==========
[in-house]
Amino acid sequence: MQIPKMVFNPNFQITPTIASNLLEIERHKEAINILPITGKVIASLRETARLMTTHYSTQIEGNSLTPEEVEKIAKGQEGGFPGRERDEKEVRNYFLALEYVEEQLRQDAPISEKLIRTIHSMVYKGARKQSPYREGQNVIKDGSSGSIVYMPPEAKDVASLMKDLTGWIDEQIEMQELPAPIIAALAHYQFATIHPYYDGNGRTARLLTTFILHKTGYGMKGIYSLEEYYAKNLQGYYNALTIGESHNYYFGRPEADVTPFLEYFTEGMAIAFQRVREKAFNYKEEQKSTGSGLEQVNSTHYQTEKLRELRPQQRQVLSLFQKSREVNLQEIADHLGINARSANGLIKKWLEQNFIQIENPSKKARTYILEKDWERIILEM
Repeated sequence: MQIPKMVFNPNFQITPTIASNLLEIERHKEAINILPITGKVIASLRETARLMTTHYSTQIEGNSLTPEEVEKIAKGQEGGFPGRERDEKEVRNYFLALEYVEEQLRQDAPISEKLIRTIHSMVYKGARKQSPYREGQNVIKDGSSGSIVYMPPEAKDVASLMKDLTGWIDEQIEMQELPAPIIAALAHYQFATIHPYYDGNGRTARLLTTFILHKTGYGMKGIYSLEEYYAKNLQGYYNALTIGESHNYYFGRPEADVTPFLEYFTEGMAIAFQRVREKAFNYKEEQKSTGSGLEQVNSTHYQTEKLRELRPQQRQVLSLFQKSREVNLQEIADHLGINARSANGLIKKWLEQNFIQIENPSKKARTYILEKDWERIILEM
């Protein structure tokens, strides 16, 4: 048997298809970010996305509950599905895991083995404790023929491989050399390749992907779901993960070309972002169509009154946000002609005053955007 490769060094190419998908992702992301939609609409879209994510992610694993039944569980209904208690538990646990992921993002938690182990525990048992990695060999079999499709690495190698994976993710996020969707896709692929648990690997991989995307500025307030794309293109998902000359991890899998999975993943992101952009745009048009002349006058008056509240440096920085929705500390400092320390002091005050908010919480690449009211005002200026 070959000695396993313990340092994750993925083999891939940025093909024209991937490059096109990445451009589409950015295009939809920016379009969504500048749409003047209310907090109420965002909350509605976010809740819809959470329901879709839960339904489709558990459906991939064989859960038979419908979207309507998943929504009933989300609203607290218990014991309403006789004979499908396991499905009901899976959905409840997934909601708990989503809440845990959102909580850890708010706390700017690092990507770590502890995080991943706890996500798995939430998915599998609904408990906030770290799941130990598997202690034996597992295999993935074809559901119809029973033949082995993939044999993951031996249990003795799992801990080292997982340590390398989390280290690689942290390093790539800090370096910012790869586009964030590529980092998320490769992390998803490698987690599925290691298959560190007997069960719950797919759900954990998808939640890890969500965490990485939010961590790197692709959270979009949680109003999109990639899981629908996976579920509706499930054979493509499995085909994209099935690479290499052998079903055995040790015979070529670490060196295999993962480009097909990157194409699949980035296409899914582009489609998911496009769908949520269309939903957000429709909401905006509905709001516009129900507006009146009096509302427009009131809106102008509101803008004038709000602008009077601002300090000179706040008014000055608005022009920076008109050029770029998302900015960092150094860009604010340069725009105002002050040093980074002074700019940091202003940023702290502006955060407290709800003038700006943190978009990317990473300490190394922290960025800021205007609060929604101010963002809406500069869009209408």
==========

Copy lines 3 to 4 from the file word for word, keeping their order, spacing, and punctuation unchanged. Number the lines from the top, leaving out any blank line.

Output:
Repeated sequence: MQIPKMVFNPNFQITPTIASNLLEIERHKEAINILPITGKVIASLRETARLMTTHYSTQIEGNSLTPEEVEKIAKGQEGGFPGRERDEKEVRNYFLALEYVEEQLRQDAPISEKLIRTIHSMVYKGARKQSPYREGQNVIKDGSSGSIVYMPPEAKDVASLMKDLTGWIDEQIEMQELPAPIIAALAHYQFATIHPYYDGNGRTARLLTTFILHKTGYGMKGIYSLEEYYAKNLQGYYNALTIGESHNYYFGRPEADVTPFLEYFTEGMAIAFQRVREKAFNYKEEQKSTGSGLEQVNSTHYQTEKLRELRPQQRQVLSLFQKSREVNLQEIADHLGINARSANGLIKKWLEQNFIQIENPSKKARTYILEKDWERIILEM
């Protein structure tokens, strides 16, 4: 048997298809970010996305509950599905895991083995404790023929491989050399390749992907779901993960070309972002169509009154946000002609005053955007 490769060094190419998908992702992301939609609409879209994510992610694993039944569980209904208690538990646990992921993002938690182990525990048992990695060999079999499709690495190698994976993710996020969707896709692929648990690997991989995307500025307030794309293109998902000359991890899998999975993943992101952009745009048009002349006058008056509240440096920085929705500390400092320390002091005050908010919480690449009211005002200026 070959000695396993313990340092994750993925083999891939940025093909024209991937490059096109990445451009589409950015295009939809920016379009969504500048749409003047209310907090109420965002909350509605976010809740819809959470329901879709839960339904489709558990459906991939064989859960038979419908979207309507998943929504009933989300609203607290218990014991309403006789004979499908396991499905009901899976959905409840997934909601708990989503809440845990959102909580850890708010706390700017690092990507770590502890995080991943706890996500798995939430998915599998609904408990906030770290799941130990598997202690034996597992295999993935074809559901119809029973033949082995993939044999993951031996249990003795799992801990080292997982340590390398989390280290690689942290390093790539800090370096910012790869586009964030590529980092998320490769992390998803490698987690599925290691298959560190007997069960719950797919759900954990998808939640890890969500965490990485939010961590790197692709959270979009949680109003999109990639899981629908996976579920509706499930054979493509499995085909994209099935690479290499052998079903055995040790015979070529670490060196295999993962480009097909990157194409699949980035296409899914582009489609998911496009769908949520269309939903957000429709909401905006509905709001516009129900507006009146009096509302427009009131809106102008509101803008004038709000602008009077601002300090000179706040008014000055608005022009920076008109050029770029998302900015960092150094860009604010340069725009105002002050040093980074002074700019940091202003940023702290502006955060407290709800003038700006943190978009990317990473300490190394922290960025800021205007609060929604101010963002809406500069869009209408």